Download This Sample
This sample is exclusively for KidsKonnect members!
To download this worksheet, click the button below to signup for free (it only takes a minute) and you'll be brought right back to this page to start the download!
Sign Me Up
The Christmas Truce occurred on and around Christmas Day 1914, when the sounds of rifles firing and shells exploding faded in a number of places along the Western Front during World War I in favor of holiday celebrations. During the unofficial ceasefire, soldiers on both sides of the conflict emerged from the trenches and shared gestures of goodwill.
See the fact file below for more information on the Christmas Truce in 1914 or alternatively, you can download our 24-page Christmas Truce in 1914 worksheet pack to utilise within the classroom or home environment.
Key Facts & Information
Summary of World War I
- The root of the First World War was the brewing tensions in the alliances involving European powers, the Ottoman Empire, Russia, and other parties. However, it is the political instability in the Balkans (particularly Bosnia, Serbia, and Herzegovina) that threatened to trigger a large-scale conflict.
- On June 28, 1914, Archduke Franz Ferdinand of Austria and his wife were assassinated by the Serbian nationalist Gavrilo Princip. It sparked the war.
- Because of the assassination, Austria-Hungary declared war on Serbia on July 28, 1914. Forced to honor agreements, other countries had to support their allies.
- The Triple Alliance (later called the Central Powers) consisted of Germany, Austria-Hungary, and Italy which was replaced by Turkey faced the Triple Entente (later called Allies); Russia, France, and Great Britain. The allies were soon supported by the Balkan countries and the United States.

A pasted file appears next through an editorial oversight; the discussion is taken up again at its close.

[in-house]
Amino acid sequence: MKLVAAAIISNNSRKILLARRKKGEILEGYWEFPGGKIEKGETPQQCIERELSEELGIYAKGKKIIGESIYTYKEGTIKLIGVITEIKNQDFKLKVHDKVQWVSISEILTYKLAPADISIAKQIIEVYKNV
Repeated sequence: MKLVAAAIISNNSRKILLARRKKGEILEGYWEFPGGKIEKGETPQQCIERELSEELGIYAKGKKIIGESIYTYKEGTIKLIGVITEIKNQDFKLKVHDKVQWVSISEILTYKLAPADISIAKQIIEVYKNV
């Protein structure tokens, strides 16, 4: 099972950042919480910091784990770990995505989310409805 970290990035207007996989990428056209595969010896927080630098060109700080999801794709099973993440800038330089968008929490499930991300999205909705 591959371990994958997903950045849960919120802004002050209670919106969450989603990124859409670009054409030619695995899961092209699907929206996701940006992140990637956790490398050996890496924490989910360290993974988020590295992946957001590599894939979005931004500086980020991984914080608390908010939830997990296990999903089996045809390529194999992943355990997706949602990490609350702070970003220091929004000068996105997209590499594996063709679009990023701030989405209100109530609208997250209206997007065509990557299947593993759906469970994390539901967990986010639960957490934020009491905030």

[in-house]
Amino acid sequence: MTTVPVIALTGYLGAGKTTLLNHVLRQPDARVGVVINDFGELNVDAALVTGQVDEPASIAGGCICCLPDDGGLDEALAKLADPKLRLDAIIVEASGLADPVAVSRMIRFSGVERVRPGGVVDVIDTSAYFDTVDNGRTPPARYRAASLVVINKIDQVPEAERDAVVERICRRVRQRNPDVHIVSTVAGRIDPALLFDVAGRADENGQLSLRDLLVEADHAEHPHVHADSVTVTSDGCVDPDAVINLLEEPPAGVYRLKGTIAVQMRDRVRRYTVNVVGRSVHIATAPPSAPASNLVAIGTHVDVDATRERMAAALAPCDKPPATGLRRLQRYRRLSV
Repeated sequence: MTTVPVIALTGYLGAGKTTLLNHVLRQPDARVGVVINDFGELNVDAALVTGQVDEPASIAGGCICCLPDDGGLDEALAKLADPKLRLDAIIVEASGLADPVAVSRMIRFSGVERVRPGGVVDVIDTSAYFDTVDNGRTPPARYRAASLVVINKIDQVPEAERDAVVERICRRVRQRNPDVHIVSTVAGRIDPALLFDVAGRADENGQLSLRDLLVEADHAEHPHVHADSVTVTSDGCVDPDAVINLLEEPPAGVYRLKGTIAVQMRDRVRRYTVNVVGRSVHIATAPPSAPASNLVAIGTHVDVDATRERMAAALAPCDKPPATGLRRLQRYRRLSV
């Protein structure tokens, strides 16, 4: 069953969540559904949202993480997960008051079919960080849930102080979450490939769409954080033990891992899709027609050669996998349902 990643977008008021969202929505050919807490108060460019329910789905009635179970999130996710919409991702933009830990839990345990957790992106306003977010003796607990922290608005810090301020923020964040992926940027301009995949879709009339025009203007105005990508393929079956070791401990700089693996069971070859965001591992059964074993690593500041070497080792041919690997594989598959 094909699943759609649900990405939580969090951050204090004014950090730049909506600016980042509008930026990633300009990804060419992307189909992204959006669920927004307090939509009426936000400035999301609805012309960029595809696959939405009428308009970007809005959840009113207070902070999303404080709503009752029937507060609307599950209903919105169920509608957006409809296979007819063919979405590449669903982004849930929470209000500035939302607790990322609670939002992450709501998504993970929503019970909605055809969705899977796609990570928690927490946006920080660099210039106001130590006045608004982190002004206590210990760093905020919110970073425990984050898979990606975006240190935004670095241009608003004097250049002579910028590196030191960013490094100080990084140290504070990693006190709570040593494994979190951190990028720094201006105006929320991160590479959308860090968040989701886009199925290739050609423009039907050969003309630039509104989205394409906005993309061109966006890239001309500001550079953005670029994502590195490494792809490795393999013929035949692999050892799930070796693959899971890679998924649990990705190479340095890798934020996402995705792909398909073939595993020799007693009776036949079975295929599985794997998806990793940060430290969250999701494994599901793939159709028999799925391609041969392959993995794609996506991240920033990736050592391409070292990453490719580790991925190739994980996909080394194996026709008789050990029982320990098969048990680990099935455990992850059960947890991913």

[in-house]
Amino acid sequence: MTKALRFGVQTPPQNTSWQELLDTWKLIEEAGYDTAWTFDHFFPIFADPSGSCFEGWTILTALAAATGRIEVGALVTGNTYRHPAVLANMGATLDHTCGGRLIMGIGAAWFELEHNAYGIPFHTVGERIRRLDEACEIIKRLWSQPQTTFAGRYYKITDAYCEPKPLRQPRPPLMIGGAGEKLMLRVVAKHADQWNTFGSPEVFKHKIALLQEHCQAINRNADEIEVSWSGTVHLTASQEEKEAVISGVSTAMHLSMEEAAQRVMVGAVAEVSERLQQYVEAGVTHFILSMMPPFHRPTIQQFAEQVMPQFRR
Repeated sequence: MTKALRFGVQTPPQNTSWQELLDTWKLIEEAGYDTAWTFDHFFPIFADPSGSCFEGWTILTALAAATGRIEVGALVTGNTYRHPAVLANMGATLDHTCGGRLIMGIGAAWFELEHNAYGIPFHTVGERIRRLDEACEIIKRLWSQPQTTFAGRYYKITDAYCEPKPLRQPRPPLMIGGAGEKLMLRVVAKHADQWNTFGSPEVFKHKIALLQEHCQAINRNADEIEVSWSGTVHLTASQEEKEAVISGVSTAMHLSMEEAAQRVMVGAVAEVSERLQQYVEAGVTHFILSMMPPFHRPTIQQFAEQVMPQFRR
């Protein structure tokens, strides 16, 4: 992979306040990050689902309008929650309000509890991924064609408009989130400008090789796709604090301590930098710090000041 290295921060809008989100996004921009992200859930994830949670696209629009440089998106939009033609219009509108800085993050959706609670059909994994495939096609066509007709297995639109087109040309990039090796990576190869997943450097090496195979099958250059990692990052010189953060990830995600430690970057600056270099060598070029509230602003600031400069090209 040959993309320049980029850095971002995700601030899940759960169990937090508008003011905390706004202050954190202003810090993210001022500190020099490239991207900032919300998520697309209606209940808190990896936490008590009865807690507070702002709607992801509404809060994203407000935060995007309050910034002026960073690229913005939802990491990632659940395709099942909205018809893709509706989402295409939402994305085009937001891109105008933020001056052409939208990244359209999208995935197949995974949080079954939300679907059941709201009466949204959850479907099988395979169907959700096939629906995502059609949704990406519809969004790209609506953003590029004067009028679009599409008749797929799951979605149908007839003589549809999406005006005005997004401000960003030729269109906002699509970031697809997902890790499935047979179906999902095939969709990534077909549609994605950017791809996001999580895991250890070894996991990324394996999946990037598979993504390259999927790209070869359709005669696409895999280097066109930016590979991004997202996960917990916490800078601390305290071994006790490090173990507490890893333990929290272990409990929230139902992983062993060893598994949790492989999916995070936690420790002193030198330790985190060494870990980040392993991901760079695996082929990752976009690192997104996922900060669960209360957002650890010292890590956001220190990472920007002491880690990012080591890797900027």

- The war introduced trench and chemical warfare, gas masks, flame throwers, tank battles, aerial warfare, aircraft carrier, guide dogs, women enlistment, propaganda, wireless communications, and steel helmets.
- World War I began on July 28, 1914, and ended with an Allied victory on November 11, 1918.
- Casualties were estimated at 8.5 million soldiers and some 13 million civilians during World War I, not including the war animals and massive environmental destruction brought by the four-year conflict.
- Besides war-related deaths, the soldiers and refugees suffered the Spanish Flu Pandemic that was inevitably spread around the world.
- Four imperial dynasties also collapsed and left the victorious countries dividing the territories amongst themselves.
- With the war going on beginning in July, the belligerents were enthusiastic that the war would end by Christmas of 1914.
- The Germans and British troops would go on battling, losing hundreds of thousands of soldiers in its wake, particularly during trench warfare.
- Life was miserable for all the soldiers stationed in the trenches.
- Separated by 50 yards (46 metres) or less, the belligerents faced massive casualties just by climbing over the top edge into what was known as “no man’s land.”
- The soldiers also suffered infectious diseases such as dysentery, cholera and typhoid fever, and trench foot due to prolonged exposure to wetness often resulting in amputations.
- In early December of 1914, Pope Benedict XV issued an appeal to the European leaders “that the guns may fall silent at least upon the night the angels sang.”